Happy New Year!
2014 flew by and the past couple of months were a flurry of activity. The holidays were pretty hectic and I found myself unable to find time (or the motivation, really) to sit down to write for this blog.
So now I make another promise to be better about updating this blog.
I have less than three weeks left until the Hot Chocolate 15k Atlanta and less than TWO MONTHS until I run my very first half marathon at Disney (cue excited/nervous squeals).
I also made a new runspo/fitness inspired Instagram (follow me: @myfeethavewings).
This year is about accountability – accountability for this blog, for Instagram, and for my running!
2015 can bring it!! 🙂
This weekend’s long run was supposed to be a 6 mile long run so I decided to sign up for a local 10k. I stumbled upon the “Run for Lawson 5k/10k” and signed up for it on a whim. I have a bad habit of not looking at the course before I sign up for a race. Usually, I’m pretty lucky and this doesn’t do much to effect how I run that day. But Saturday’s race was the second time I signed up for a race before I realized I would be tackling a cross country course (the Miller Landing 8K – my one and only DNF – was the first instance where this happened). When I saw that we would be running on a cross country course the night before, I was a little nervous. I’m not a fan of trail running or of running on anything other than a nice paved surface. I stumble a lot and I just don’t seem to enjoy running half as much as I do when I’m doing a road race. But, I sucked it up and prepped myself for a run. I hydrated and took it easy the night before (also did not sleep the night before… I decided to tackle this race while also maintaining my night shift sleep schedule).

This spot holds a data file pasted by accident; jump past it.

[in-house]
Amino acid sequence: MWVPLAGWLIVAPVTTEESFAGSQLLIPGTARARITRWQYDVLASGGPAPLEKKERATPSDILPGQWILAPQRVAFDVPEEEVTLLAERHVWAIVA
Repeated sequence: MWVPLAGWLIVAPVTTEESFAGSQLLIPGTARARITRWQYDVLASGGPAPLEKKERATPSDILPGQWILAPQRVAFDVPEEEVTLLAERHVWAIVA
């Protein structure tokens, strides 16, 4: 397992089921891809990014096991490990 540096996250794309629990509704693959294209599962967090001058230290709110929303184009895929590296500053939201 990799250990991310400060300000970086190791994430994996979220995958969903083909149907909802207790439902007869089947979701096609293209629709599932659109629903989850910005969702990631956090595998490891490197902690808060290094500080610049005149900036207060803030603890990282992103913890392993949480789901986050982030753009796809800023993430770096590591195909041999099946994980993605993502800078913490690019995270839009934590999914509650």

I got out to the race location and I can say one thing and one thing only was on my mind. COLD. It was cold out. Actually, let me take that back. It wasn’t that cold. It actually felt pretty nice out. What made it cold was the wind. The awful wind. The wind cut through my clothing and made me feel like I didn’t have a stitch on. My hands felt like blocks of ice and the wind whipped tears into and out of my eyes. I tried my best to get warmed up but the sun was barely over the treetops and my movements couldn’t seem to get my muscles past the wind’s icy chill. I pretty much had to warm up the first little bit of the race. Despite all of this, it was beautiful out. Road races pale in comparision to cross country/trail running when it comes to the backdrop of your race.